OHS in the workplace can often be likened to that of a glass floor, where the board, and even the executive, looks down and says, "well that's very interesting but we've got people to do that", according to Barry Sherriff, Partner at Norton Rose Australia.
Speaking ahead of the Safety in Action Conference, 6 April, where Sherriff will present changes to the OHS model laws he says organisations will need to have a clearer understanding of their obligations in OHS.
From 1 January 2012, "we'll have the same law everywhere around Australia," he said.
"Up until now officers can only be guilty second hand. For this reason, officers may not have felt any need to be directly involved in safety. They have seen it as a technical area which is lower down in the organisation," he said.
"This change will require ‘officers' (board and executive management) to be actively involved in safety, to understand what is required for their business and make sure it is actually happening".
"Safety has previously been left to ‘the experts' rather than a hand on approach by management. The new laws will drive a need for accountability, and a positive safety culture up and down the organisation," Mr Sherriff said.
Mr Sherriff will explain how those at the very top will have to use this new ‘positive duty of care' to more fully understand what safety means in their business, and then implement processes to achieve it.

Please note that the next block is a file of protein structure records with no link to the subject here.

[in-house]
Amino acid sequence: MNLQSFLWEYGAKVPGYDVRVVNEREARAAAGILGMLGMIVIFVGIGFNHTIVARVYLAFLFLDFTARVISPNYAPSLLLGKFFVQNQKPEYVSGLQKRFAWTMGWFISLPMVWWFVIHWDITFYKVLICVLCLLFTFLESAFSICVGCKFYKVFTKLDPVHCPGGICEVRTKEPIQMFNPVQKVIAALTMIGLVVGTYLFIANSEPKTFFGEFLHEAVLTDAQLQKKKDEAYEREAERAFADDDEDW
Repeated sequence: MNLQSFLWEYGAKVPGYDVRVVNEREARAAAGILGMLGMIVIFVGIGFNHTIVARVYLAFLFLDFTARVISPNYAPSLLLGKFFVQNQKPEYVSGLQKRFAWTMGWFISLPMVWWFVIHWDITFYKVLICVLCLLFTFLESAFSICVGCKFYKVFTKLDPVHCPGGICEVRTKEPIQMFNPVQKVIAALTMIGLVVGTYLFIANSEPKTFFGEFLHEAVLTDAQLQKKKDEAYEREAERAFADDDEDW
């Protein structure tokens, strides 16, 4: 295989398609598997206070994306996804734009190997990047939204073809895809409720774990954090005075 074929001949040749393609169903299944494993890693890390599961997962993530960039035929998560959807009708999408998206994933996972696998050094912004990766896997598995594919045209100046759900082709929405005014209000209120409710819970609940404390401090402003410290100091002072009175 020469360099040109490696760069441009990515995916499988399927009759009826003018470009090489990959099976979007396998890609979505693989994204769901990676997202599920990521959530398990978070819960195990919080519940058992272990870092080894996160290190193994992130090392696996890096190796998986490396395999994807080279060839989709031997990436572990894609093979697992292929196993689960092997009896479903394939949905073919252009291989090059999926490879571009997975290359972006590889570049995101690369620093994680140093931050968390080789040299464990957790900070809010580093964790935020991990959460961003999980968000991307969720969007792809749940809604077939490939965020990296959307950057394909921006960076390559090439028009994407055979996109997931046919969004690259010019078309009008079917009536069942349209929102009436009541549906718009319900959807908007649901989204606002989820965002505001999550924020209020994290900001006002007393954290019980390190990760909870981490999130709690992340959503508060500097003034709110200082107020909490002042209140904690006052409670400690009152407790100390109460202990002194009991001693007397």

"They need to ‘drive it from the top'. Safety will now be seen as important more broadly through the organisation," he said.
The new OHS laws will mean different things for different businesses, "we need to understand what we are doing, what are the gaps, and realise what we need to do to move forward'... then "get on and do it."
Barry Sherriff will be among 50 speakers at the Safety in Action conference presented by the Safety Institute of Australia Ltd at the Melbourne Exhibition & Convention Centre, from 5-7 April. For more information visit http://sia.org.au/safetyinaction.
The Safety Institute of Australia Ltd yesterday lodged its comprehensive OHS model law submission, following a consultative process, drawing on over 300 hours of experience and expertise from amongst Australia's best OHS professionals.
This is a significant contribution towards making national health and safety legislation more practical and effective for businesses to achieve safe operations.
For additional information, please contact:
Kate Telfer - Media Liaison
Safety Institute of Australia Ltd (SIA)